In recent years, I've done some of my best "connecting" over the phone. It's a far less random way to meet key people than at an event. Just last week, I had a great conversation with a woman who supplied me with ton of info I needed for a project I was working on. A mutual acquaintance helped set up the call.
Don't be afraid to ask your contacts to introduce you via email to people who can help you (use LinkedIn's advance search feature to your advantage) and then inquire if the person would be open to a short phone conversation.
And yes, phone. A lot of young woman email me asking if they can take me out for a quick cup of coffee ("I'll just take 15 minutes of your time) to strategize with me about their careers, but that's unrealistic to expect of many people. If you include planning and travel time, a cup of coffee eats up over an hour of the workday. But phone calls easily can be kept to a brief 15 minutes.
5. Expect Tit for Tat
Gosh, that sounds rude, so let me rephrase it. When you're just starting out, successful people will often do professional favors for you simply as a way to pay it forward. But once you're in the game and interacting with peers, there's an underlining assumption that a favor will be returned down the road. There's nothing wrong with that. You just have to be aware of it.
Case in point: the woman I just mentioned networking with on the phone. At the end of the call, she asked me for a favor. Nothing major, like seeing if I could get her tickets to Kinky Boots. But she wanted me to put in a good word for her with my book publisher. I was happy to oblige.
Oh, and regardless of whether a favor is asked in return, always, always send a thank you!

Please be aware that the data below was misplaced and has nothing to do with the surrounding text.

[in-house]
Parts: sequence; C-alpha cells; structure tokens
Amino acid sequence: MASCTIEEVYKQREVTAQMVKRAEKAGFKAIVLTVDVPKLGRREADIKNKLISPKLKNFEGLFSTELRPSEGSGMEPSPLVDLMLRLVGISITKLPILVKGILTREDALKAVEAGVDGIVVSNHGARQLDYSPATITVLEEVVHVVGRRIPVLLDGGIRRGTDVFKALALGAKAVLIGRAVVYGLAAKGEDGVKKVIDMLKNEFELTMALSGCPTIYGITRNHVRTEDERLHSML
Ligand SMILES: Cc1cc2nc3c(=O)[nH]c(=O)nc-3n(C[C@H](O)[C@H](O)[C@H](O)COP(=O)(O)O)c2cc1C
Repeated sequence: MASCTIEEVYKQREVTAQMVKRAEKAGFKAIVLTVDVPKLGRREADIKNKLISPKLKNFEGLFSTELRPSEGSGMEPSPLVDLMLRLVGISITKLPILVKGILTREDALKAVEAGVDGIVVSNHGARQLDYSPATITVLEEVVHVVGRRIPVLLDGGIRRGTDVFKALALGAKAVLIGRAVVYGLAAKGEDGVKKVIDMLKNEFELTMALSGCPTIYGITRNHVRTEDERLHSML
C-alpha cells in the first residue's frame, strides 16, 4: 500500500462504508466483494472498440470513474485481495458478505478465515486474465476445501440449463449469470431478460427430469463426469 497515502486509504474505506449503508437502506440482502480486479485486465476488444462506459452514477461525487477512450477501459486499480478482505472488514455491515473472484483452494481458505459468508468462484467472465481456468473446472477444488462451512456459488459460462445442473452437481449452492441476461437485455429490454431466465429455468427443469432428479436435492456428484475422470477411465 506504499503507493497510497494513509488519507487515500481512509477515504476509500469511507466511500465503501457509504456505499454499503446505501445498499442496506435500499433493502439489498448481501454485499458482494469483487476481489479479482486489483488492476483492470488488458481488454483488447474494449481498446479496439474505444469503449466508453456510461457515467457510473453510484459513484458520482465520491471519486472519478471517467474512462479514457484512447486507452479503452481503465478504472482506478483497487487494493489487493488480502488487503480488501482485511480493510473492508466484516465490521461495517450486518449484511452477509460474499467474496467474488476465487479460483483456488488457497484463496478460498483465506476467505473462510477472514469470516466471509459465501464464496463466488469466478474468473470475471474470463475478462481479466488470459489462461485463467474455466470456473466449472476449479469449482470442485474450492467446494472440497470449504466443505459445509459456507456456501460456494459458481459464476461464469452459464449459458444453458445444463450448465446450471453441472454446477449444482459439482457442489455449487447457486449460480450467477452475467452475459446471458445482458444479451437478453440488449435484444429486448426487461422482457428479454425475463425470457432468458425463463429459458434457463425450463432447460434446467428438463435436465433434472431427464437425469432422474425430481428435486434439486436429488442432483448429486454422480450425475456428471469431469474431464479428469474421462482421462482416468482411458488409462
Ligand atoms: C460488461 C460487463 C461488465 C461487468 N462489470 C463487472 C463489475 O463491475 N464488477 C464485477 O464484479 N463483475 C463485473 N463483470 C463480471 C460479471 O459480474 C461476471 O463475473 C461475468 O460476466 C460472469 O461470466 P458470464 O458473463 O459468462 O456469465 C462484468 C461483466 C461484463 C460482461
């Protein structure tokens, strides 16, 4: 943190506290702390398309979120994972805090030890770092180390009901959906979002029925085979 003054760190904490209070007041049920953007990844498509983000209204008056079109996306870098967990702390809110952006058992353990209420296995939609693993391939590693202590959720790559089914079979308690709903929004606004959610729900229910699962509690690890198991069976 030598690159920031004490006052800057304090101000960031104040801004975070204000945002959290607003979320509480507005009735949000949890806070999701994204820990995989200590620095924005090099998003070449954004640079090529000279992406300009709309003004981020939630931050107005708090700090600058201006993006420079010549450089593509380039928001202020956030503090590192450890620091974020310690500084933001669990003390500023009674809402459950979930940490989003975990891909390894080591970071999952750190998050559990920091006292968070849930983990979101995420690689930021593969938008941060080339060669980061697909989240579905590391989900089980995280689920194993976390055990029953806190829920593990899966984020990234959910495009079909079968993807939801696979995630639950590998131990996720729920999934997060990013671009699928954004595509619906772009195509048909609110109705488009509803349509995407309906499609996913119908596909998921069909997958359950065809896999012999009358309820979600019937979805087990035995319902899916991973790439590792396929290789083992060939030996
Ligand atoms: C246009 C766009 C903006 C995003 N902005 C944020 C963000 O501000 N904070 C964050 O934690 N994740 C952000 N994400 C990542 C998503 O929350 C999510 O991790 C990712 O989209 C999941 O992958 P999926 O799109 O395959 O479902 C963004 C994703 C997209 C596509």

RELATED: 2 Little Words That Have a Huge Impact at Work
6. Bring the Networking to You
About 10 years ago, I started hosting dinners at my home for about a dozen exceptional women at a time. They are glorious nights, with lots of takeaways. But the truth is, I would never have had the chance to attend such an event unless I did it myself.
You don't have to do elaborate dinners, though. Invite a group to your apartment for wine and cheese or organize a get-together at a bar or restaurant. You can have a stated agenda or keep it more casual. I also like playing the game, "Solve my work issue," giving everyone a turn to share their challenges and get input from the rest of the group.
RELATED: Dining Alone? 6 Ways to Network Over Food
Advanced networking doesn't look much like the days of heading to a conference and collecting as many business cards as possible (and that's a good thing). But it's even more important to your career.
Has networking ever paid off brilliantly for you? Share your stories in the comments section!
This article was originally published on The Daily Muse.
Kate White is a leading career expert and New York Times bestselling author of several influential books on work, leadership, and success, including, most recently, I Shouldn't Be Telling You This: Success Secrets Every Gutsy Girl Should Know. She has been the editor in chief of five major magazines, including Cosmopolitan for 14 years. She is also the author of eight mysteries.